From Heathrow to Newport – Legal Complexity in Consenting Major Schemes

Tue, 18 Jun 2019

The Westminster government’s plans for a new runway at Heathrow have received a green light from the Planning Court.  The Welsh Government’s plans for major improvements to the M4 have been given a red light from, well,… the Welsh Government.  We attach a summary of the main issues in each case and here seek to identify:

  • Some learning points for planning professionals, whether interested in infrastructure schemes or not;
  • The practical consequences of the legal issues which arose.

Bats and other European Protected Species (“EPS”) are a frequent feature of scheme assessment.  The upshot is that a non-specialist decision maker is faced with technical assessment, a statutory consultee’s response and both a legal and a policy framework to apply.  Despite the occasions on which the courts have had a go at straightening out and explaining the legal steps, we still see difficulty.  So, in the M4 Inquiry, the Wildlife Trusts submitted that the Inspectors had to be sure of no effect on bats before they could recommend that the orders be made.  But the Inspectors disagreed.  They understood that they were dealing with an EPS and the overall balancing exercise and in particular whether or not NRW would be likely to grant any licence which was necessary.  Even then, the parties managed to make the test more complicated than it needed to be with a double negative – whether “it is not unlikely to issue a licence”.

European habitats questions become more complex when alternatives are in play.  In the Heathrow case it was said that the Gatwick alternative ‘hub’ was wrongly rejected.  It was rejected, in part, because of effects on a SAC, but there was no evidence of that.  So, here the objector was arguing about a different airport, a SAC and lack of evidence to show effect there.  This point may have made some headway if it were not for the court finding that it did not matter whether there was such evidence or not – the Government was entitled to adopt a policy objective of maintaining the UK’s EU Aviation “hub status” and the Gatwick alternative did not meet it, so the habitats question did not arise.

Parts of the legal framework establish clear requirements to be met, which are ‘hard-edged’ while others are aspirational or directing the decision maker to consider or have regard to particular issue.  Provided that regard is had to those matters and a reasonable judgment is made and explained, the decision is fairly safe.  So, in these cases very important issues were brought into play by the Environment (Wales) Act 2016 (seeking to maintain and enhance biodiversity), the Wellbeing of Future Generations (Wales) Act 2015 (well-being goals and achieving sustainable development), the Air Quality Directive (precautionary principle) and the Climate Change Act 2008 (Paris Agreement on carbon reductions and whether it was a policy within the meaning of the Planning Act 2008).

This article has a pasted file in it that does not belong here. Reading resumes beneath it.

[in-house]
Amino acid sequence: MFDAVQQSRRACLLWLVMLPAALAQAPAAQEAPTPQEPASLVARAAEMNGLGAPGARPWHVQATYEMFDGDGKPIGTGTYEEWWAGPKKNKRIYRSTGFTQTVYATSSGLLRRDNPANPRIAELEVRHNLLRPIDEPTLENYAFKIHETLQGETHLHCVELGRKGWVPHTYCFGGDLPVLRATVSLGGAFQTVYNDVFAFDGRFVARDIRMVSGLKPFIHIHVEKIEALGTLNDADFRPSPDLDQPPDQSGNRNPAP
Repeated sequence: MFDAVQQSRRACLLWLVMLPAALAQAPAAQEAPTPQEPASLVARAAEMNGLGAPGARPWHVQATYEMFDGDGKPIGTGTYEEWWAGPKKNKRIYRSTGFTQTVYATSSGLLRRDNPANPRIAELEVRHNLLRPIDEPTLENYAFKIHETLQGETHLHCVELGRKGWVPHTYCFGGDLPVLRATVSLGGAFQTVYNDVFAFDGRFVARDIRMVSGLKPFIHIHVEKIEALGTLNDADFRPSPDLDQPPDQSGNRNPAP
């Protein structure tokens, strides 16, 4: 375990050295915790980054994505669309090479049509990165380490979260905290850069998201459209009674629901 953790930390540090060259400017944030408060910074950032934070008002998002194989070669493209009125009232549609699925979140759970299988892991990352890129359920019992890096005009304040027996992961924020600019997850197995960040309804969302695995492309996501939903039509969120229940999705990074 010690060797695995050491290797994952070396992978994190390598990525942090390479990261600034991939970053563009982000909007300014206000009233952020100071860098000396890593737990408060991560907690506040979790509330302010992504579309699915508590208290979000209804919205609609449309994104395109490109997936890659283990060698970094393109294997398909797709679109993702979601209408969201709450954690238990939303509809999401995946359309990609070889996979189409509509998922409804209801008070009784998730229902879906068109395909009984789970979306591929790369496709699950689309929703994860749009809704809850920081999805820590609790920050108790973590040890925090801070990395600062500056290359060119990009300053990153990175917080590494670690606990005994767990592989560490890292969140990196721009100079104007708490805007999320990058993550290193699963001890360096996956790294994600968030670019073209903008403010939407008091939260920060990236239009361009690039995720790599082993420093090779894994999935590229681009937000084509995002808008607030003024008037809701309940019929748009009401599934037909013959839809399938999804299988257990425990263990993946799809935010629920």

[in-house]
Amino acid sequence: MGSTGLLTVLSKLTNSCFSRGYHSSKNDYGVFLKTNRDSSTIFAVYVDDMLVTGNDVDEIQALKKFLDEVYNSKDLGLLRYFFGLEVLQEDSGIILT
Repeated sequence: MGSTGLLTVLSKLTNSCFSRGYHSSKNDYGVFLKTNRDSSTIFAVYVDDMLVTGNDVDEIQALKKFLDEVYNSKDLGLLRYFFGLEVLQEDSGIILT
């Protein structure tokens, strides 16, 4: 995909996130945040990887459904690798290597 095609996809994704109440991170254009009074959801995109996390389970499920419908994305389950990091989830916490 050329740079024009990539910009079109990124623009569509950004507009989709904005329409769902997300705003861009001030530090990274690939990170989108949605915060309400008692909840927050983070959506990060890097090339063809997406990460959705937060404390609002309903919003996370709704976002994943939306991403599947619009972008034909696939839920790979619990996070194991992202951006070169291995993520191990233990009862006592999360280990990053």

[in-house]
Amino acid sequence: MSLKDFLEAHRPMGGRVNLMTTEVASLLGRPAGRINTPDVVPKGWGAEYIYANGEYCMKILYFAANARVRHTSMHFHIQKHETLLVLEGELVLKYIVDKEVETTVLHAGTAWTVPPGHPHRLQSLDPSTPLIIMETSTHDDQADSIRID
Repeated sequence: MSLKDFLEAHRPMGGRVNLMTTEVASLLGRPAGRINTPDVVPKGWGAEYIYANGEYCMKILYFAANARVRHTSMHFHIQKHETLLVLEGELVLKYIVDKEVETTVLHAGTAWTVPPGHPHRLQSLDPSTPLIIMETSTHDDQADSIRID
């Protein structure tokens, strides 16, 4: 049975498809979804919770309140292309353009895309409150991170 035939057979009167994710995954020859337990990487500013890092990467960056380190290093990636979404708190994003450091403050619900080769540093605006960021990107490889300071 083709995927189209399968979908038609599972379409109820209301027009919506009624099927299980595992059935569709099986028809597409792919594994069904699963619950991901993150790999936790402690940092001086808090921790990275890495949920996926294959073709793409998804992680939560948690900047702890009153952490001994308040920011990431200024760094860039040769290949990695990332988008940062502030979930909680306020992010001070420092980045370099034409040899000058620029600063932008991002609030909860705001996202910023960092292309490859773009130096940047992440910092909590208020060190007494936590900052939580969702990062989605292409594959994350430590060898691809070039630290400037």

Those promoting these arguments before the Inspectors in Wales and in the Heathrow case were uniformly met with the response that these were issues to be integrated into the balancing of considerations and coming to a decision.

However, the startling feature of the M4 decision is the outcome: the promoter of the scheme rejected the recommendation to make the order which the promoter sought.  One feature of the evidence was a series of fairly trenchant observations by the Future Generations Commissioner, established under the 2015 Act (IR 2.57; IR 6.847-6.888).  The difficulty caused to the Inspectors was expressed in this way (IR8.358):

“At the Inquiry, objectors placed a great deal of reliance on the fact that the Commissioner objected to the scheme, although none added any substance to substantiate or enhance her submissions. The Inquiry was therefore left to consider two contrasting points of view, basically about the interpretation, overall and in detail, of how the WBFG Act 2015 should, legally be applied to this particular scheme, including to its preparation. In that regard and for other reasons, it was unfortunate that the Commissioner did not attend the Inquiry, take the opportunity to explain her complex points and tender herself for cross-examination. In contrast WG's witness was subjected to examination and was able to give thorough explanations on several occasions setting out why he considered that the Commissioner was wrong on a series of points and provide a detailed and persuasive evidence to show that the scheme, including its preparation, fully accorded with the Act.”

The Inspectors were convinced that the scheme did comply with the 2015 Act.  The Commissioner’s (untested) evidence was comprehensively undone and discredited.

However, having regard to the Welsh Government’s decision to ditch the scheme one is left to consider whether this episode in the Inquiry was an important element in the ultimate outcome.

Like many consenting decisions, the political dimension is ever present and unpredictable.

To read the Case Summary please CLICK HERE

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